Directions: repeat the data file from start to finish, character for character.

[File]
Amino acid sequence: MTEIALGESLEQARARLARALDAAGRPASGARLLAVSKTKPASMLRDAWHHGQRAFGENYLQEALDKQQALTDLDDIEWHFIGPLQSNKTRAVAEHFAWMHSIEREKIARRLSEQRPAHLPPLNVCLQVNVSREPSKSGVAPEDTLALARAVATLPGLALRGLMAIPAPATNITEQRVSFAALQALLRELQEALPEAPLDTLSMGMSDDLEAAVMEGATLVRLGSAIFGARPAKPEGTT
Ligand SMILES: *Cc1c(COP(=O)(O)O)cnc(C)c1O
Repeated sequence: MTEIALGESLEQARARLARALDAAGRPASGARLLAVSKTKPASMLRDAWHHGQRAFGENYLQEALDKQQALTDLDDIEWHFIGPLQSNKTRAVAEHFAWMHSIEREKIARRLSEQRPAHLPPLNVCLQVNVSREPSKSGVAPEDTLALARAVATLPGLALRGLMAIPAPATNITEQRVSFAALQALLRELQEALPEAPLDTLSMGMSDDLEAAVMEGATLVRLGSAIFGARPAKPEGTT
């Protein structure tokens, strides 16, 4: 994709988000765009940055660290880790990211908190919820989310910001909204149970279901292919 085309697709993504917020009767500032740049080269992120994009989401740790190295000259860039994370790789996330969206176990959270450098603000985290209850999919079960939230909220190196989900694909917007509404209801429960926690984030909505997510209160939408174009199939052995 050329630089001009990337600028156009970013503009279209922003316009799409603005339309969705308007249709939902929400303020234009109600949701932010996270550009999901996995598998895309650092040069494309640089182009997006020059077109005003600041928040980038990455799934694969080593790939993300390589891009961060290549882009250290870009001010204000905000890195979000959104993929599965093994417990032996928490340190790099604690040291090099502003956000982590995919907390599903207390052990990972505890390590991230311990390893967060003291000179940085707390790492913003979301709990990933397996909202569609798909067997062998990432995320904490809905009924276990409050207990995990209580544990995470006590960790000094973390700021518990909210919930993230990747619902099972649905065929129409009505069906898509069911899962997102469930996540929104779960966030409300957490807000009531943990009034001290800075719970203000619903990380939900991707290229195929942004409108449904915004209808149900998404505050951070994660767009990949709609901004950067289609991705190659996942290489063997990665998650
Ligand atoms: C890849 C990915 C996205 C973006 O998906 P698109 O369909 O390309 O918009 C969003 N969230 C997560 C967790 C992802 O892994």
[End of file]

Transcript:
Amino acid sequence: MTEIALGESLEQARARLARALDAAGRPASGARLLAVSKTKPASMLRDAWHHGQRAFGENYLQEALDKQQALTDLDDIEWHFIGPLQSNKTRAVAEHFAWMHSIEREKIARRLSEQRPAHLPPLNVCLQVNVSREPSKSGVAPEDTLALARAVATLPGLALRGLMAIPAPATNITEQRVSFAALQALLRELQEALPEAPLDTLSMGMSDDLEAAVMEGATLVRLGSAIFGARPAKPEGTT
Ligand SMILES: *Cc1c(COP(=O)(O)O)cnc(C)c1O
Repeated sequence: MTEIALGESLEQARARLARALDAAGRPASGARLLAVSKTKPASMLRDAWHHGQRAFGENYLQEALDKQQALTDLDDIEWHFIGPLQSNKTRAVAEHFAWMHSIEREKIARRLSEQRPAHLPPLNVCLQVNVSREPSKSGVAPEDTLALARAVATLPGLALRGLMAIPAPATNITEQRVSFAALQALLRELQEALPEAPLDTLSMGMSDDLEAAVMEGATLVRLGSAIFGARPAKPEGTT
């Protein structure tokens, strides 16, 4: 994709988000765009940055660290880790990211908190919820989310910001909204149970279901292919 085309697709993504917020009767500032740049080269992120994009989401740790190295000259860039994370790789996330969206176990959270450098603000985290209850999919079960939230909220190196989900694909917007509404209801429960926690984030909505997510209160939408174009199939052995 050329630089001009990337600028156009970013503009279209922003316009799409603005339309969705308007249709939902929400303020234009109600949701932010996270550009999901996995598998895309650092040069494309640089182009997006020059077109005003600041928040980038990455799934694969080593790939993300390589891009961060290549882009250290870009001010204000905000890195979000959104993929599965093994417990032996928490340190790099604690040291090099502003956000982590995919907390599903207390052990990972505890390590991230311990390893967060003291000179940085707390790492913003979301709990990933397996909202569609798909067997062998990432995320904490809905009924276990409050207990995990209580544990995470006590960790000094973390700021518990909210919930993230990747619902099972649905065929129409009505069906898509069911899962997102469930996540929104779960966030409300957490807000009531943990009034001290800075719970203000619903990380939900991707290229195929942004409108449904915004209808149900998404505050951070994660767009990949709609901004950067289609991705190659996942290489063997990665998650
Ligand atoms: C890849 C990915 C996205 C973006 O998906 P698109 O369909 O390309 O918009 C969003 N969230 C997560 C967790 C992802 O892994």